The middle-aged Indian man sitting behind me on the minibus taps my shoulder as I count out the fare in preparation. He shakes his head and tells me, he’s got this.
A young black taxi driver takes me to a relative’s house, patiently re-routing after I get the address wrong. Ten minutes after dropping me off he’s back. I’d forgotten my travel water bottle in the back of his car. “No problem,” he shrugs with a smile.
A new friend brings me Golden Apples from her garden. Another cake, sweet balls of mettai and crunchy plantain. I’m loaned a bicycle and told “keep it until you have finished”. Given lifts out of people’s way.
I’m invited to special occasions, or just to hang out. A dig dutty, a launch, a birthday, a quiz night, an exhibition, a lime on the sea wall. Told, “Come round whenever, don’t wait for an invite”.
In the morning my phone buzzes. “Good morning”, “What are you up to today?”, “How are you?” As I get ready for bed, “Good night”, “How was your day?”, “Have a good sleep”. An email pops up, subject line is ‘Worried’. “I haven’t heard from you in a long while. Are you ok?”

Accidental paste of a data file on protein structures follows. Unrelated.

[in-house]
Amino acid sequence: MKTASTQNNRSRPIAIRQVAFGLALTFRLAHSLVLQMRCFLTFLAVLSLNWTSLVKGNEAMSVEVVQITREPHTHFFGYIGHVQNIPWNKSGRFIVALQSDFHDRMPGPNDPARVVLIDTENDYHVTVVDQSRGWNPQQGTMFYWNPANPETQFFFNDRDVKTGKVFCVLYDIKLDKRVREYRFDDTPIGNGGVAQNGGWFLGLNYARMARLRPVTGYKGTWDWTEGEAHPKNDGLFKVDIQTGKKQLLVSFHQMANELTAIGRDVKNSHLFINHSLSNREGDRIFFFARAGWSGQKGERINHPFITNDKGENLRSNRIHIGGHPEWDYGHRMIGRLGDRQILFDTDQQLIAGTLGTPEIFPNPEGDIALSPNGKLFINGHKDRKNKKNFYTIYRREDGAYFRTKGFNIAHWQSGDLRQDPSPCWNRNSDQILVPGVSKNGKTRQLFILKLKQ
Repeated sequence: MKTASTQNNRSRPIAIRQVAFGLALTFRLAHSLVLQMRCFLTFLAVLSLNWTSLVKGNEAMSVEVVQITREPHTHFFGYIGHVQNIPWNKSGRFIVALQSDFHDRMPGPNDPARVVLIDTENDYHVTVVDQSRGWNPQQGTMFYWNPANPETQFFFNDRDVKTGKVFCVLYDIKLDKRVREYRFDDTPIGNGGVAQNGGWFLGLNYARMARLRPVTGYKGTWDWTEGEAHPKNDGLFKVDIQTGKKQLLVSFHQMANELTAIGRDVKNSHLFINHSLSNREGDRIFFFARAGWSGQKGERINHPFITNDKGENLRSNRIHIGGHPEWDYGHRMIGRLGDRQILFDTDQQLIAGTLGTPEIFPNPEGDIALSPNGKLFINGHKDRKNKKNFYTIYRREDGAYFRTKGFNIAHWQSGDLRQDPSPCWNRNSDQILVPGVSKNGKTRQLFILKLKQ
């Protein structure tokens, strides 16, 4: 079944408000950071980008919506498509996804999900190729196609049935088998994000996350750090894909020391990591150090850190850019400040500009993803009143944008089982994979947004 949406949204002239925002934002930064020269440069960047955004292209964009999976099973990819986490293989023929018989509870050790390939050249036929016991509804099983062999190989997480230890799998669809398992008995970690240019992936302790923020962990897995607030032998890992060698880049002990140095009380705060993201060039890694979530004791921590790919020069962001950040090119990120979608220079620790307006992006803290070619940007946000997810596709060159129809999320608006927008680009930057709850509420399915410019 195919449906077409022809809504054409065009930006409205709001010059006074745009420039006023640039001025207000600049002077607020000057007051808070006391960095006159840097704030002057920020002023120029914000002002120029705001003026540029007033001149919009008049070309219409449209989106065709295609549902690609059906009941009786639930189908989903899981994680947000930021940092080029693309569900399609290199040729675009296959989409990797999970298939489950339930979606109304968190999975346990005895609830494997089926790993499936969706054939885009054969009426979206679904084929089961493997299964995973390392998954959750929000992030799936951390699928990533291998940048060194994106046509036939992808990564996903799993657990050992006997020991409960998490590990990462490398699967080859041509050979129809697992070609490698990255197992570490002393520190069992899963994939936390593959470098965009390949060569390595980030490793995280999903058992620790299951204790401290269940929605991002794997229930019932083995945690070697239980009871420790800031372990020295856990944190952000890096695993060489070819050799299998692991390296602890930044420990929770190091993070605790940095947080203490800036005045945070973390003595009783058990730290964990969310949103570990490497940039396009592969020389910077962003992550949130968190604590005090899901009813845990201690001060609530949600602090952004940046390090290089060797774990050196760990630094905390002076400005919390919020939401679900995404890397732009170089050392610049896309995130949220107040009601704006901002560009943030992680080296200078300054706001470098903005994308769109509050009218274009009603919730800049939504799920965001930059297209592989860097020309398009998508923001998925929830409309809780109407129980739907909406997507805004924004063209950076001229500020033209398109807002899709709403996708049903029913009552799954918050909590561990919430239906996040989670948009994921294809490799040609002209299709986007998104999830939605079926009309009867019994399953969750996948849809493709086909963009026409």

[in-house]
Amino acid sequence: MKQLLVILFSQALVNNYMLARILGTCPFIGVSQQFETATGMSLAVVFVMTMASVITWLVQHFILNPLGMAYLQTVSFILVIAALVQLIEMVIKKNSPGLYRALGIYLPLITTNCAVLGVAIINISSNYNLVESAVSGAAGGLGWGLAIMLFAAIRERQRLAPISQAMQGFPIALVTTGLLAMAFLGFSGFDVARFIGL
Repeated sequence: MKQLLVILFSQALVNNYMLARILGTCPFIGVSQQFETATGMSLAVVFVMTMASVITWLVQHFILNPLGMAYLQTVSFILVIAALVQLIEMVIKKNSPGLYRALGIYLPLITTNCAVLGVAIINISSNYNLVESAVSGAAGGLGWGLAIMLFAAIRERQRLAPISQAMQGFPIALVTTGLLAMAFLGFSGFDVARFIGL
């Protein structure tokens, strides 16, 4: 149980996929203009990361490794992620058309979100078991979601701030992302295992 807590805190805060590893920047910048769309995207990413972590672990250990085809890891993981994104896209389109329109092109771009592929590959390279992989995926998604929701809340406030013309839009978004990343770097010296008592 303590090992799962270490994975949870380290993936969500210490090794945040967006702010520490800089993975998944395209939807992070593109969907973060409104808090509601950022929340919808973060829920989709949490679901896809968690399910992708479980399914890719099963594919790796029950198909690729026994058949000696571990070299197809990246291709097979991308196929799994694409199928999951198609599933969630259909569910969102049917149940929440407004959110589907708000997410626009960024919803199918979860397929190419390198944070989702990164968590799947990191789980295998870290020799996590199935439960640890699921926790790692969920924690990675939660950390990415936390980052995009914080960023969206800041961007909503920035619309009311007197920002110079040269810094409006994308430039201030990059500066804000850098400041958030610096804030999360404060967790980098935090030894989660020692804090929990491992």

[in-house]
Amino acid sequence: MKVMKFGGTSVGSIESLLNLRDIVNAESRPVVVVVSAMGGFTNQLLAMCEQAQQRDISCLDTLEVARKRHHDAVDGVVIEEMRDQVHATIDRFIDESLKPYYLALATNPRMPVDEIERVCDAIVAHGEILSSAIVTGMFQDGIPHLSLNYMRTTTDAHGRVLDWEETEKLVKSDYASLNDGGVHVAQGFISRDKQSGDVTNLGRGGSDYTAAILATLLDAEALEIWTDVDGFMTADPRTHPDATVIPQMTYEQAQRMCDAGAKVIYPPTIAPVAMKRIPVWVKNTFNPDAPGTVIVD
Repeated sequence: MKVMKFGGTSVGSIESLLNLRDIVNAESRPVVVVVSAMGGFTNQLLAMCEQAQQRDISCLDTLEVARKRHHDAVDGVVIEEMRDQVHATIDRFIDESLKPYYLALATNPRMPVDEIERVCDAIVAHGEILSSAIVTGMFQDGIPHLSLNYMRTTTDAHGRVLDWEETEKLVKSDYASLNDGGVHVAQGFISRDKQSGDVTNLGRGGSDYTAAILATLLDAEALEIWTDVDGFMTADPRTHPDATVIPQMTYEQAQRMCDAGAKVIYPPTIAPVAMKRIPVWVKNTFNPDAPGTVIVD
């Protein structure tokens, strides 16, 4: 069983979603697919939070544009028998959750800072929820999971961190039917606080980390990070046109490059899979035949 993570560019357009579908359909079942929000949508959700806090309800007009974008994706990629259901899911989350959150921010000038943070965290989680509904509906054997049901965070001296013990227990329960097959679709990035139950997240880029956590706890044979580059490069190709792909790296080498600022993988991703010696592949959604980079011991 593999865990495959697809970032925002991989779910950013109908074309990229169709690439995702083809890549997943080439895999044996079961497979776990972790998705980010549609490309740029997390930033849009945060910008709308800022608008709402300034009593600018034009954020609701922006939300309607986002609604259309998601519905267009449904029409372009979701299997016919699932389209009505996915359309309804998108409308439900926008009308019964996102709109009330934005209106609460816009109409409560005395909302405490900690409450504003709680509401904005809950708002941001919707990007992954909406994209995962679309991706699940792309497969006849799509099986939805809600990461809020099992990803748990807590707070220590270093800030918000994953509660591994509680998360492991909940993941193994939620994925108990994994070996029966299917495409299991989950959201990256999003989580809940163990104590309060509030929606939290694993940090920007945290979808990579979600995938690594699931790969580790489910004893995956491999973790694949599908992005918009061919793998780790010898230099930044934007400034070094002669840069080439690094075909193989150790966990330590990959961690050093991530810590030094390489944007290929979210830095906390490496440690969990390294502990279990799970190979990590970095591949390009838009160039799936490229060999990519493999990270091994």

I read about a Chinese man who hands out boxes to homeless people on religious holidays. “A big box a food with loud fry fish pon top and a bottle of sealed water, not pipe water or dutty water, so listen good, is dem new $100 bottle. Every man jack get he big box and he water and he feeling important, bless up and thing.”
I see a minibus driver stop diagonally across the road, so a school girl can cross safely. I see conductors lift small children and heavy bags from buses so passengers don’t stumble with their heavy load. I see a market trader give a dishevelled man $20.
I hear how at weddings and other celebrations, it’s fine to just show up. How there’s always a welcome and plate of food, even for an invited stranger. I hear of fundraising drives, outreach projects and enthusiastic volunteers. I hear of sacrifices made and dreams put on hold so others can achieve theirs.
It’s not radical. It’s not unique. It’s just humanity. And kindness. And love.
2 thoughts on “On small acts of kindness in Guyana”